October 31st is a mere 6 days away and with it, the deadline for many employees to enroll in a health plan, in addition to other employer sponsored benefits. Employers generally provide materials that explain available programs, and in the case of more than one health insurance alternative, a side by side comparison..
Sadly, it’s not that easy to select health insurance based on broad comparisons. And although some basic questionnaires and calculators with accompanying results may be available, employees undoubtedly have questions that aren’t asked or addressed. Information is usually broad and often not informative. Most employers plans look different for 2012 and aside from the increased cost, the variations may not be apparent to employees If there are several options, the alternatives frequently differ from state by state. The premiums can vary from plan to plan even though the coverage looks identical. More employers are offering a high deductible plan for 2012 and, in some cases, it may be the only plan available.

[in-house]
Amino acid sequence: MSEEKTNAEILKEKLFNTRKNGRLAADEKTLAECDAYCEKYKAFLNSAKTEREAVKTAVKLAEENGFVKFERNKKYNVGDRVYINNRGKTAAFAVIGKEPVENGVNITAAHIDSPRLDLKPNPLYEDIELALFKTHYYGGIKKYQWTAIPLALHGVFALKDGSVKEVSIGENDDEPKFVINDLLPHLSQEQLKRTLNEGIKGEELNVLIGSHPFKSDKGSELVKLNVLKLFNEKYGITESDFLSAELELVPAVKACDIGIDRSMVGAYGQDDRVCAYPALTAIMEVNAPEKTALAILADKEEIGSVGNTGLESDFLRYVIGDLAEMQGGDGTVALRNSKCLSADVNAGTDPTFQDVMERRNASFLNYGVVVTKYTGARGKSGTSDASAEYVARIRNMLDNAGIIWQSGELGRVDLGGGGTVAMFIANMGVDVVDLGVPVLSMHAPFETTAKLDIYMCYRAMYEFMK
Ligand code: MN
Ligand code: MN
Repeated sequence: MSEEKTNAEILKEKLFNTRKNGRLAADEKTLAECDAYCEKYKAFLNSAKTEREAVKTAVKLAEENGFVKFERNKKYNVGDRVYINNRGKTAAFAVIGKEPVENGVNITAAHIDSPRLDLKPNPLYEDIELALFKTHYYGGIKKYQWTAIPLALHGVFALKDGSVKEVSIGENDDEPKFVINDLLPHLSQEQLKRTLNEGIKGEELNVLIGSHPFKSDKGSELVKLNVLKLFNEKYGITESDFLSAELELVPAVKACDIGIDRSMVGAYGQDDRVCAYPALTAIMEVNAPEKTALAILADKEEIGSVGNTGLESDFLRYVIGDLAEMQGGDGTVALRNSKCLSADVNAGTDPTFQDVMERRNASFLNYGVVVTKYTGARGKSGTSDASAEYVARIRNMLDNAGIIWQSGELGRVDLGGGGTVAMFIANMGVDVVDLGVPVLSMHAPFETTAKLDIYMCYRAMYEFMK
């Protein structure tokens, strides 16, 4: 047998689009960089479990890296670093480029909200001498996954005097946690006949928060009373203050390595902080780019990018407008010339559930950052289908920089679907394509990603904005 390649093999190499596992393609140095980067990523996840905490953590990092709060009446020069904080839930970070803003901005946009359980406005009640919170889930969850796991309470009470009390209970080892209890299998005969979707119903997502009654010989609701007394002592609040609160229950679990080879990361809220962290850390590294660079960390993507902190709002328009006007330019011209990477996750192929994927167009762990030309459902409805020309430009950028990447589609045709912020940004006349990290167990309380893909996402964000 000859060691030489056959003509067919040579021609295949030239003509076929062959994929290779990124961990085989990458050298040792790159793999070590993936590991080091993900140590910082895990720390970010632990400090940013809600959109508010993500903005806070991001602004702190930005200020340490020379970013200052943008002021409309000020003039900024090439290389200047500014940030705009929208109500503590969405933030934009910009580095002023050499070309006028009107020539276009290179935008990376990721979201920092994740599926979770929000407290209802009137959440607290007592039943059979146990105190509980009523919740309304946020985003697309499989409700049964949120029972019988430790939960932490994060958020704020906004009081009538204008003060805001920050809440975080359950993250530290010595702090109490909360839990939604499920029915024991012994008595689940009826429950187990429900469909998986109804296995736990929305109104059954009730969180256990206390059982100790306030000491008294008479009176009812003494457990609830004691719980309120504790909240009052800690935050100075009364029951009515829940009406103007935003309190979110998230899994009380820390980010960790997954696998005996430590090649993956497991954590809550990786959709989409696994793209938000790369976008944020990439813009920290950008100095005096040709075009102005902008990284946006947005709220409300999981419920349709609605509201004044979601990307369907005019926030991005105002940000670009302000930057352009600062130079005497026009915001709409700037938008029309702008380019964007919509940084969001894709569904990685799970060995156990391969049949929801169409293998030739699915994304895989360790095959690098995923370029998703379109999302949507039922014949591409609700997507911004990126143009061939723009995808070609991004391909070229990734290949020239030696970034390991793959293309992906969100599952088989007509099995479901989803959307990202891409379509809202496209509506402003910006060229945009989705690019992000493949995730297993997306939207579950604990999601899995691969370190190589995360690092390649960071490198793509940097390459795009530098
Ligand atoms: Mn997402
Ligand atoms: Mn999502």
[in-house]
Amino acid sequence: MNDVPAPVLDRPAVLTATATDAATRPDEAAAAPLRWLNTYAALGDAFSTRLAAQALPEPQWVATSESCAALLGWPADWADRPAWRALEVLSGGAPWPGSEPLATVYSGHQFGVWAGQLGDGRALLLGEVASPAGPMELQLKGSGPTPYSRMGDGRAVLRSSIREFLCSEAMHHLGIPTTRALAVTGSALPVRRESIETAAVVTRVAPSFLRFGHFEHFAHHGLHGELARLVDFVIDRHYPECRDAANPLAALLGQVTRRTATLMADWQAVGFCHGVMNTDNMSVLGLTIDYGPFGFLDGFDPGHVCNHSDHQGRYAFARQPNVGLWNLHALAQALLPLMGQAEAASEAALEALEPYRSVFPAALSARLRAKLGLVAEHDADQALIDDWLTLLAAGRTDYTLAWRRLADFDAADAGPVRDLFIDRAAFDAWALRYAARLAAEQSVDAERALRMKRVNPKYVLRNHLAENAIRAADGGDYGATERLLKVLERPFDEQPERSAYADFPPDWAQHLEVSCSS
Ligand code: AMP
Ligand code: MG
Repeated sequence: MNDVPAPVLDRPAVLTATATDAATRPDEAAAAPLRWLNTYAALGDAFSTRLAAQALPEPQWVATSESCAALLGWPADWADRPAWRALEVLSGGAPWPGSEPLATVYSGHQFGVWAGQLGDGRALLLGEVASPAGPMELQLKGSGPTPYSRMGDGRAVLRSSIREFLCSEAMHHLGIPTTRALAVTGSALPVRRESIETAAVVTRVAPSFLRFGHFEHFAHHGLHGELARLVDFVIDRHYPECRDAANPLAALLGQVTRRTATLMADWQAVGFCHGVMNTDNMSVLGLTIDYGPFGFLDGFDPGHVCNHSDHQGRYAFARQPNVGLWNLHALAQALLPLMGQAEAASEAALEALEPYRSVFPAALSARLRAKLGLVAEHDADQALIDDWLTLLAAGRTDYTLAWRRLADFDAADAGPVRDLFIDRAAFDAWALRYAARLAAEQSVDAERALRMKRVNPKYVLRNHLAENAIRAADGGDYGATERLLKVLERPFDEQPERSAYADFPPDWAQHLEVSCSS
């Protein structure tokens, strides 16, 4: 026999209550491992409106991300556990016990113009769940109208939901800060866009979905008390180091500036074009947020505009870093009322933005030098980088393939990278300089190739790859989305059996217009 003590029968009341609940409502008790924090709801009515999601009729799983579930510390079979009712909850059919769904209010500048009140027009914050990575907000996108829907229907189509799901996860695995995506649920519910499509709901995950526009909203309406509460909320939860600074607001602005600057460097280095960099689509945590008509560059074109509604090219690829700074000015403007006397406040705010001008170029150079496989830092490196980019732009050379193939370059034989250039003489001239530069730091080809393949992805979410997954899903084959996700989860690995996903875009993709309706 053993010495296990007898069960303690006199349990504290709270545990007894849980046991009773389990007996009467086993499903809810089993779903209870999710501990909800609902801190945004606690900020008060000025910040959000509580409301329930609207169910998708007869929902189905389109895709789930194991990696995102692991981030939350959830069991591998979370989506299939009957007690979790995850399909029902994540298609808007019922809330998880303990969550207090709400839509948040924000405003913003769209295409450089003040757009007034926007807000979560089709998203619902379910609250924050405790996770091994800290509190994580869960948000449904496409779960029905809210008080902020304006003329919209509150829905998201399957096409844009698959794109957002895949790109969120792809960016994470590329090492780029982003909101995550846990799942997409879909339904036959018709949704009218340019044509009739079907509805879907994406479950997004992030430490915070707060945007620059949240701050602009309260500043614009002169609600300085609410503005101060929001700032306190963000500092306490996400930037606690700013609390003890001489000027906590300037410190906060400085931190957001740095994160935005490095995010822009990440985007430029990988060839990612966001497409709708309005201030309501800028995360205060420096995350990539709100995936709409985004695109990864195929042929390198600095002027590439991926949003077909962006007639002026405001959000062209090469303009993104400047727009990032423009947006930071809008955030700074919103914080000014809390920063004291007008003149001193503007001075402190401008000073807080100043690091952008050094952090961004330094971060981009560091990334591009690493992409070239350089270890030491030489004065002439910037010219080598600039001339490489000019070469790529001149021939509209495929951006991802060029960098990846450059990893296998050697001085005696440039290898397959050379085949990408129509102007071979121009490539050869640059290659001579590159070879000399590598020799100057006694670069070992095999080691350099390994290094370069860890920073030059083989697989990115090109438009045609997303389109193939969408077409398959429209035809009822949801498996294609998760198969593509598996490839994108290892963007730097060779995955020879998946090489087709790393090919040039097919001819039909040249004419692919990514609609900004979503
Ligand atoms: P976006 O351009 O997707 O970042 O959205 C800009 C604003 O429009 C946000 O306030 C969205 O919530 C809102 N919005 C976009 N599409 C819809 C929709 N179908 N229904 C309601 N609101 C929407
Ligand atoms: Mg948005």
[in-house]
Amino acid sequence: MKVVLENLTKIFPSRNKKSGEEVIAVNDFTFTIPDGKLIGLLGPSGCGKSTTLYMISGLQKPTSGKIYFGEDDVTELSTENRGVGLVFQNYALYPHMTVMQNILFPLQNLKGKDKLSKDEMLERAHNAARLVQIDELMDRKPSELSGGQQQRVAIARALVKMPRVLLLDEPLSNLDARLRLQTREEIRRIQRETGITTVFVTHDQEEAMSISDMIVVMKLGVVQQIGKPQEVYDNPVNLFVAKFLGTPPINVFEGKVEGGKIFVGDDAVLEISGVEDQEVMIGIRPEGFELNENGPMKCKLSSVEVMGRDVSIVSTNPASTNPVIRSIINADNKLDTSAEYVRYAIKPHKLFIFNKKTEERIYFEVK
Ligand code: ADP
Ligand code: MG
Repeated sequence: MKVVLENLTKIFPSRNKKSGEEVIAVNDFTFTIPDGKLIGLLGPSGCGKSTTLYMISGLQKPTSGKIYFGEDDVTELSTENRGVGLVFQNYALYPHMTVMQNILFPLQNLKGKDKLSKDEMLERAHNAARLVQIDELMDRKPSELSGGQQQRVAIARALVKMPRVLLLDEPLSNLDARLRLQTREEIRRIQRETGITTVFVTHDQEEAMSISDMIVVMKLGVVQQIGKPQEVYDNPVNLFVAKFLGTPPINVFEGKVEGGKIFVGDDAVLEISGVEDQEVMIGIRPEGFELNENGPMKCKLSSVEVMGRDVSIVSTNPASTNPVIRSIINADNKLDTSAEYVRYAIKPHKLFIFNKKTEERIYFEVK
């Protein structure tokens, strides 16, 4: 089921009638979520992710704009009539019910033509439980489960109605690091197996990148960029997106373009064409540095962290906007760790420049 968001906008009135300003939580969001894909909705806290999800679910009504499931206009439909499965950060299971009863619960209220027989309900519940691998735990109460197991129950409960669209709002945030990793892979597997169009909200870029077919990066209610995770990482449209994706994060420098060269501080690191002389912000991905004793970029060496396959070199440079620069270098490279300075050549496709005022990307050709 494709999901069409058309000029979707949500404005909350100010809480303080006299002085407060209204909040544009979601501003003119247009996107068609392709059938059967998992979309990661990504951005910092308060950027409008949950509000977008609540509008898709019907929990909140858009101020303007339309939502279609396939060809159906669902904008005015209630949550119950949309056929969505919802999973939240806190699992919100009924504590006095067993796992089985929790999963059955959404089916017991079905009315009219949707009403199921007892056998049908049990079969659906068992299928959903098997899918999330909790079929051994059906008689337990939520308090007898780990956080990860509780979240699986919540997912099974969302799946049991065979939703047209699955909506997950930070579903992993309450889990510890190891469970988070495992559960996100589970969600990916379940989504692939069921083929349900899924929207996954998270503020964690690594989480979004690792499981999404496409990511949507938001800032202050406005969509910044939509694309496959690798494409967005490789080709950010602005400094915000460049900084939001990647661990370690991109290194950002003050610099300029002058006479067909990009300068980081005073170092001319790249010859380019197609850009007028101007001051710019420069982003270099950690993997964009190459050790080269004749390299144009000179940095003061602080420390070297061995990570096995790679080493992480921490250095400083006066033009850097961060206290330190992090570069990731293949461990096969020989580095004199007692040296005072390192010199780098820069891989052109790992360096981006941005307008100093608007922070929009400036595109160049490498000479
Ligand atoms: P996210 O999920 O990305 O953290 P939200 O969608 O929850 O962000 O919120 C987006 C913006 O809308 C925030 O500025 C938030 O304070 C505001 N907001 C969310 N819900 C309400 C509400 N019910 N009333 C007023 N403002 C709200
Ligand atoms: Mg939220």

Why? If the plans look the same, why not take the plan with the least expensive premium? Wouldn’t that automatically reduce your health care costs?
Not exactly. Before selecting your health insurance coverage during open enrollment, use the following checklist:
- Was I satisfied with my coverage this year? Is my employer offering it again?
- Will my current health care have the same coverage and doctors?
- Do all plans cover particular treatments (i.e. fertility) in the same way?
- My spouse’s employer now offers health insurance. How do we decide?
- Should I cover my college student or use the college’s health care?
- Does the prescription coverage meet our needs?
The critical questions are those that are specific to your family. Only you can judge the physicians, drugs and other services that are necessary and select the most appropriate plan offered by your employer.. The cost of health insurance to an employer can depend on several variables including state, coverage and possibly income bands but there’s not much you can really do but accept the one plans that meets your needs even if it’s not perfect and pay the cost accordingly. Health insurance, like life insurance, is state regulated so that the carriers accessible in your state may be limited, so again your options are what is being offered.
Comparison shopping among the plans may be a nuisance, but you owe it to yourself and your family to spend the time understanding and selecting the best and most cost effective option available.
Don’t let your health care planning turn into a ghost or goblin. For additional information, contact Ellen at EAB HealthWorks.